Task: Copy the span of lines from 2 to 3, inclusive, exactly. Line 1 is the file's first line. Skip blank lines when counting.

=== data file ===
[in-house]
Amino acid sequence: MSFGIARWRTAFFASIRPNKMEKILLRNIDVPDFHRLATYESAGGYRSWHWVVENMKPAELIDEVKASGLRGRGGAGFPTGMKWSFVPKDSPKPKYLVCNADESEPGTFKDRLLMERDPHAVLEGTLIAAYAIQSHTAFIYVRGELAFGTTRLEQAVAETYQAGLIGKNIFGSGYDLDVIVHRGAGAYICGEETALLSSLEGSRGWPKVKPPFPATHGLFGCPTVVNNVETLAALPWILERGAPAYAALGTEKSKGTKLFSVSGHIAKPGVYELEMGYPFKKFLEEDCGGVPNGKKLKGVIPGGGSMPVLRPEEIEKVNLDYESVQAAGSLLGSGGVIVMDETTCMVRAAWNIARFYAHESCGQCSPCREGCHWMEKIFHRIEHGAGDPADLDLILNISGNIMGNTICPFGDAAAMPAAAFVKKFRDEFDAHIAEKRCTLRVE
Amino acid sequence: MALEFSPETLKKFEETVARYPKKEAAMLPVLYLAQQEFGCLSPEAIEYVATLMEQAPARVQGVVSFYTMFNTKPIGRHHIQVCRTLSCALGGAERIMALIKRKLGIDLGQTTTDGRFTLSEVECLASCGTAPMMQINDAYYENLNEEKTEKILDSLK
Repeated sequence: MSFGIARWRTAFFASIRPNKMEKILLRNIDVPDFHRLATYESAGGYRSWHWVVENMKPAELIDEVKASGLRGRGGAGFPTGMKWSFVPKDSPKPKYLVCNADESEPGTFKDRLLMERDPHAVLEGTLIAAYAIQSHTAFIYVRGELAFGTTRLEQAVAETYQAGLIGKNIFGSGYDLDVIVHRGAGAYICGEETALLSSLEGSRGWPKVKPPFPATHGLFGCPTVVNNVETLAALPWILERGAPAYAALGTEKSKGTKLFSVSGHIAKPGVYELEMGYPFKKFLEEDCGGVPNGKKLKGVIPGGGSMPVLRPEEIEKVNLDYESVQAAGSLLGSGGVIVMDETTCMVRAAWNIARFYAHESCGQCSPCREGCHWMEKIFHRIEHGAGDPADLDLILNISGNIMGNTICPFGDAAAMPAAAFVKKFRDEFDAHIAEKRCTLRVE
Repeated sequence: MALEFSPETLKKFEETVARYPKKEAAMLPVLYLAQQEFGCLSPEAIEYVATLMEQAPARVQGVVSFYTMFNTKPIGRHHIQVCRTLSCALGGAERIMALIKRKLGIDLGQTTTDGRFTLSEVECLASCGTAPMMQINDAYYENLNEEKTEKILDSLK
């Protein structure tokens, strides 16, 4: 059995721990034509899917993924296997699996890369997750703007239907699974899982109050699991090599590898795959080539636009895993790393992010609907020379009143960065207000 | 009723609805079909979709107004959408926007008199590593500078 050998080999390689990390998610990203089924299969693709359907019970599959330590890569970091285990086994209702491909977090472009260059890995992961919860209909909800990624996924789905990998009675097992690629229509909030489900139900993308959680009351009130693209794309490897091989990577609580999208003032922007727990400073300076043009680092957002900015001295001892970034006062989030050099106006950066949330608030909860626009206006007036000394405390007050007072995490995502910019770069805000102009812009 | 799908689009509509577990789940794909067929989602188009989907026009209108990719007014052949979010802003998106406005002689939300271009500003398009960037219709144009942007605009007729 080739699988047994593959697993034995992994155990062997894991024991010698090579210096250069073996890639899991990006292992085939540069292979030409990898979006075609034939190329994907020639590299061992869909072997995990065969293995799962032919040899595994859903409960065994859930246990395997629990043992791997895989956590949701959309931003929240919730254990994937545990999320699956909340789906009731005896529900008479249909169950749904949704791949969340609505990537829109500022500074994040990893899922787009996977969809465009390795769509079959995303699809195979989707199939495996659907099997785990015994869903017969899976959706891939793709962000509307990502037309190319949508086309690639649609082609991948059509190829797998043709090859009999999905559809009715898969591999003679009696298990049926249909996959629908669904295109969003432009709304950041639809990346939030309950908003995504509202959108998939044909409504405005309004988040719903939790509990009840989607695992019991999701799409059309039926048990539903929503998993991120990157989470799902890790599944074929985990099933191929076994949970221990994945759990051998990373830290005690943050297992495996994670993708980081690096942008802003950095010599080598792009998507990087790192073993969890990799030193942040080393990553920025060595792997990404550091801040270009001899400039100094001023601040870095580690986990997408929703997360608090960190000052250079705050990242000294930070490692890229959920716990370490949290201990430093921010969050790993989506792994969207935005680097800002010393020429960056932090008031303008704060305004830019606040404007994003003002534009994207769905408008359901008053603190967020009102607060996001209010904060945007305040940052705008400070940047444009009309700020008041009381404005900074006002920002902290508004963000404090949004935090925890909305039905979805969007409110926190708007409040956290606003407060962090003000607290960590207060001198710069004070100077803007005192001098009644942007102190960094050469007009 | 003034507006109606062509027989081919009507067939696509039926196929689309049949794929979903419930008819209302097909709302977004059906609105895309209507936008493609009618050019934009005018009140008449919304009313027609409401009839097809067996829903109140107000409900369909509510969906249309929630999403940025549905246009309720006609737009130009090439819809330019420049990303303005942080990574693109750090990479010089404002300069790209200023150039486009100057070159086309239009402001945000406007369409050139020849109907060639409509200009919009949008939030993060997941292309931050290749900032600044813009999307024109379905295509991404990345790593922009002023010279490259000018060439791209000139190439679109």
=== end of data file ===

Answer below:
Amino acid sequence: MSFGIARWRTAFFASIRPNKMEKILLRNIDVPDFHRLATYESAGGYRSWHWVVENMKPAELIDEVKASGLRGRGGAGFPTGMKWSFVPKDSPKPKYLVCNADESEPGTFKDRLLMERDPHAVLEGTLIAAYAIQSHTAFIYVRGELAFGTTRLEQAVAETYQAGLIGKNIFGSGYDLDVIVHRGAGAYICGEETALLSSLEGSRGWPKVKPPFPATHGLFGCPTVVNNVETLAALPWILERGAPAYAALGTEKSKGTKLFSVSGHIAKPGVYELEMGYPFKKFLEEDCGGVPNGKKLKGVIPGGGSMPVLRPEEIEKVNLDYESVQAAGSLLGSGGVIVMDETTCMVRAAWNIARFYAHESCGQCSPCREGCHWMEKIFHRIEHGAGDPADLDLILNISGNIMGNTICPFGDAAAMPAAAFVKKFRDEFDAHIAEKRCTLRVE
Amino acid sequence: MALEFSPETLKKFEETVARYPKKEAAMLPVLYLAQQEFGCLSPEAIEYVATLMEQAPARVQGVVSFYTMFNTKPIGRHHIQVCRTLSCALGGAERIMALIKRKLGIDLGQTTTDGRFTLSEVECLASCGTAPMMQINDAYYENLNEEKTEKILDSLK